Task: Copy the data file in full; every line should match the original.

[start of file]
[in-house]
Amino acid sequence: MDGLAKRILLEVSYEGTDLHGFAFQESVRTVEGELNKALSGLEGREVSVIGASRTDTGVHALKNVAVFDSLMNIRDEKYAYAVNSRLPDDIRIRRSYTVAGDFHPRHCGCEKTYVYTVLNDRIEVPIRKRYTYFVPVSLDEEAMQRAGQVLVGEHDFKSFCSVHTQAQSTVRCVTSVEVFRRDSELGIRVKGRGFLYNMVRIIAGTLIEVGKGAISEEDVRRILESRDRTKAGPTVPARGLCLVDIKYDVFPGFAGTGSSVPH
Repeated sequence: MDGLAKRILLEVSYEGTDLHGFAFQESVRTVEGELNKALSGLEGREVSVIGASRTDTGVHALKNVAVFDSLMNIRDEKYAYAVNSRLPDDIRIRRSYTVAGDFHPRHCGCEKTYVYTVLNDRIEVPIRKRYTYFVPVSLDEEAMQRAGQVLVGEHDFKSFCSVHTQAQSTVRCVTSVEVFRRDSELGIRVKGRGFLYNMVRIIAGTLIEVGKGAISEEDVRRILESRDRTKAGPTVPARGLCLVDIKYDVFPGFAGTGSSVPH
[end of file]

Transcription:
[in-house]
Amino acid sequence: MDGLAKRILLEVSYEGTDLHGFAFQESVRTVEGELNKALSGLEGREVSVIGASRTDTGVHALKNVAVFDSLMNIRDEKYAYAVNSRLPDDIRIRRSYTVAGDFHPRHCGCEKTYVYTVLNDRIEVPIRKRYTYFVPVSLDEEAMQRAGQVLVGEHDFKSFCSVHTQAQSTVRCVTSVEVFRRDSELGIRVKGRGFLYNMVRIIAGTLIEVGKGAISEEDVRRILESRDRTKAGPTVPARGLCLVDIKYDVFPGFAGTGSSVPH
Repeated sequence: MDGLAKRILLEVSYEGTDLHGFAFQESVRTVEGELNKALSGLEGREVSVIGASRTDTGVHALKNVAVFDSLMNIRDEKYAYAVNSRLPDDIRIRRSYTVAGDFHPRHCGCEKTYVYTVLNDRIEVPIRKRYTYFVPVSLDEEAMQRAGQVLVGEHDFKSFCSVHTQAQSTVRCVTSVEVFRRDSELGIRVKGRGFLYNMVRIIAGTLIEVGKGAISEEDVRRILESRDRTKAGPTVPARGLCLVDIKYDVFPGFAGTGSSVPH